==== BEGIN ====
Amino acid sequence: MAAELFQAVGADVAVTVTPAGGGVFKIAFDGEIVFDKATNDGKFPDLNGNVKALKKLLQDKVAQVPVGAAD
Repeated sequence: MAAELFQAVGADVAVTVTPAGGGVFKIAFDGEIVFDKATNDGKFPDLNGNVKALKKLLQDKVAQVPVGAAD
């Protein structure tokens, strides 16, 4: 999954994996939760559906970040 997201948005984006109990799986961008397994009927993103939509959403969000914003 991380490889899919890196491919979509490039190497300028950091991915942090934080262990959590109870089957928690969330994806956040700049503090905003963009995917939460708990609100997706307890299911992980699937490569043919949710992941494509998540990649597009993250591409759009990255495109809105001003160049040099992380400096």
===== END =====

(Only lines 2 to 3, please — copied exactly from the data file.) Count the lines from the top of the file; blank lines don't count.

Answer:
Repeated sequence: MAAELFQAVGADVAVTVTPAGGGVFKIAFDGEIVFDKATNDGKFPDLNGNVKALKKLLQDKVAQVPVGAAD
């Protein structure tokens, strides 16, 4: 999954994996939760559906970040 997201948005984006109990799986961008397994009927993103939509959403969000914003 991380490889899919890196491919979509490039190497300028950091991915942090934080262990959590109870089957928690969330994806956040700049503090905003963009995917939460708990609100997706307890299911992980699937490569043919949710992941494509998540990649597009993250591409759009990255495109809105001003160049040099992380400096």